Most Americans who aren’t close observers of labor-management relations assume that, whatever other faults they may have, union officials can at least be counted upon to fight consistently for higher pay and benefits for employees.
Unfortunately, this assumption is naive and incorrect. As James Sherk of the Heritage Foundation observes in a commentary published on Friday (see the link above), the National Labor Relations Act (NLRA) and other laws patterned after it actually empower union bosses not just to block employers from paying employees less than union scale, but also to prevent firms from paying employees above union scale. In other words, a union contract typically establishes a wage scale that is simultaneously a ceiling and a floor for different workers, depending on their levels of skill and dedication.
Today roughly half of union-free private-sector firms offer “performance pay to encourage productivity, which raises both profits and wages,” Sherk points out. The average worker “earns 6-10 percent more when companies implement performance pay, but businesses’ profits also rise.”
Nevertheless, Big Labor resists performance pay whenever it’s feasible, because union officials want every worker to be dependent exclusively, or nearly exclusively, on the union for securing better pay and benefits. Only about one-fifth of unionized firms have performance-pay plans. As Sherk writes, “unionized firms offer performance-based pay less than half as often” as union-free businesses.
Sherk reports that this past week Sen. Marco Rubio (R-Fla.) and Rep. Todd Rokita (R-Ind.) introduced in Congress legislation that would at last enable unionized employers to offer especially talented and/or assiduous employees above-union scale compensation without first getting union officials’ permission. The National Right to Work Committee, the National Institute for Labor Relations Research’s lobbying affiliate, supports this measure, known as the Rewarding Achievement and Incentivizing Successful Employees (RAISE) Act. The Committee is seeking to build support for it on Capitol Hill.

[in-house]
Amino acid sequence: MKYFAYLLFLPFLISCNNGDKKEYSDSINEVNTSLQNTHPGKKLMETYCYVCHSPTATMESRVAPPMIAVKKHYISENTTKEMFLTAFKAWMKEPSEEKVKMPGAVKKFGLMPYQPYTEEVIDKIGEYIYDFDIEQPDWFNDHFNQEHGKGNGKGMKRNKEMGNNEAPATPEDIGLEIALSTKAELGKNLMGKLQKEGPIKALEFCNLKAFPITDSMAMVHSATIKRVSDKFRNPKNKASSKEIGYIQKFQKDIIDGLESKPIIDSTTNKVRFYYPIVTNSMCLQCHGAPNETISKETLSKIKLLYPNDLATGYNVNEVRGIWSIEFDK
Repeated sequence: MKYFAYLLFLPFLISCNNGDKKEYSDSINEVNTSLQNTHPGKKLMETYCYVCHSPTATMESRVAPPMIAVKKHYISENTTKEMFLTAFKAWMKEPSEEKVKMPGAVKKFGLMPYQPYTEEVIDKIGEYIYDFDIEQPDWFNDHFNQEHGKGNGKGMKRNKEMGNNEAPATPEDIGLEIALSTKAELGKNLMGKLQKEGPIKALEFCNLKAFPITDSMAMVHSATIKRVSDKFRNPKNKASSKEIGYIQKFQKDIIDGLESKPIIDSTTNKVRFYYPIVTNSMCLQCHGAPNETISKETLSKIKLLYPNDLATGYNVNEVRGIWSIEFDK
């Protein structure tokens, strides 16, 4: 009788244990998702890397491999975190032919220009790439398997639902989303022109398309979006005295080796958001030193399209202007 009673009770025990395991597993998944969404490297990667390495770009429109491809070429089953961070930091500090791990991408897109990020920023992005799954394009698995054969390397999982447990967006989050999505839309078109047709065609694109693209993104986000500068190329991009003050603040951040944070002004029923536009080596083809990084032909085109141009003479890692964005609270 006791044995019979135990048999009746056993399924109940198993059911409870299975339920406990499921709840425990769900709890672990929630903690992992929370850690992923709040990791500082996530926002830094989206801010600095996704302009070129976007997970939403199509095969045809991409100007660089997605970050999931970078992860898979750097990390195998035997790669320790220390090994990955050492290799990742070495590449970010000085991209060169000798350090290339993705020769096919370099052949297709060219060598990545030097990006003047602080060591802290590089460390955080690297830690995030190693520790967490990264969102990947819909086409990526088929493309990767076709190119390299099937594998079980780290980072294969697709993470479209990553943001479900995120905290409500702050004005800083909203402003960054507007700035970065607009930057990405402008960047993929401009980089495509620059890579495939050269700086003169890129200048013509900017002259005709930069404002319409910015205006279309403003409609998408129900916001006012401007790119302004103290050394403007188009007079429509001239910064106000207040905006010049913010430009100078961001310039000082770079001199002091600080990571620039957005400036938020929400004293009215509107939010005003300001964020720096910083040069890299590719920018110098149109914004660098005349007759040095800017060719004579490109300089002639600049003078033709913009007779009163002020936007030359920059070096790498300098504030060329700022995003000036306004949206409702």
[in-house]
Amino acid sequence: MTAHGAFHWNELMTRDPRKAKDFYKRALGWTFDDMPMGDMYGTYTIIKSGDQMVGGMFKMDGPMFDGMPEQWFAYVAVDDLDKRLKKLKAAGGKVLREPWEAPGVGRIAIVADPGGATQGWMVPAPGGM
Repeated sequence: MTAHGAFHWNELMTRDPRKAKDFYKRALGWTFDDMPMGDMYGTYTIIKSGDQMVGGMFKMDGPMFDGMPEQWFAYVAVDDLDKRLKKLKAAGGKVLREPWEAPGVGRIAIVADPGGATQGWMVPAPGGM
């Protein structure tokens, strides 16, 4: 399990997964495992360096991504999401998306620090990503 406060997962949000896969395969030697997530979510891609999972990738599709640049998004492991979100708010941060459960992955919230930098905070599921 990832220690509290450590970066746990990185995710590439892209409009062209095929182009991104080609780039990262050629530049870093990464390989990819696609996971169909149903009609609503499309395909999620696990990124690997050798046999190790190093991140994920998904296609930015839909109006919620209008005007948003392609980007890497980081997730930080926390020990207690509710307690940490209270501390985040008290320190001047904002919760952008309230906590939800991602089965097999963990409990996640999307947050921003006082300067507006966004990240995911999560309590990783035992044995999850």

Of course, opposing and often blocking pay raises for superior unionized employees is only one of an array of ways in which Big Labor, armed with monopoly-bargaining privileges, can and often does hurt workers economically. The problem the RAISE Act seeks to address is far from the only reason Congress should pass federal Right to Work legislation prohibiting the collection of forced union dues and fees from workers who personally don’t want a union. But the fact that union bosses often do wield their monopoly-bargaining power to stop companies “from paying hard workers more” underscores just how profoundly needed federal forced-dues repeal is.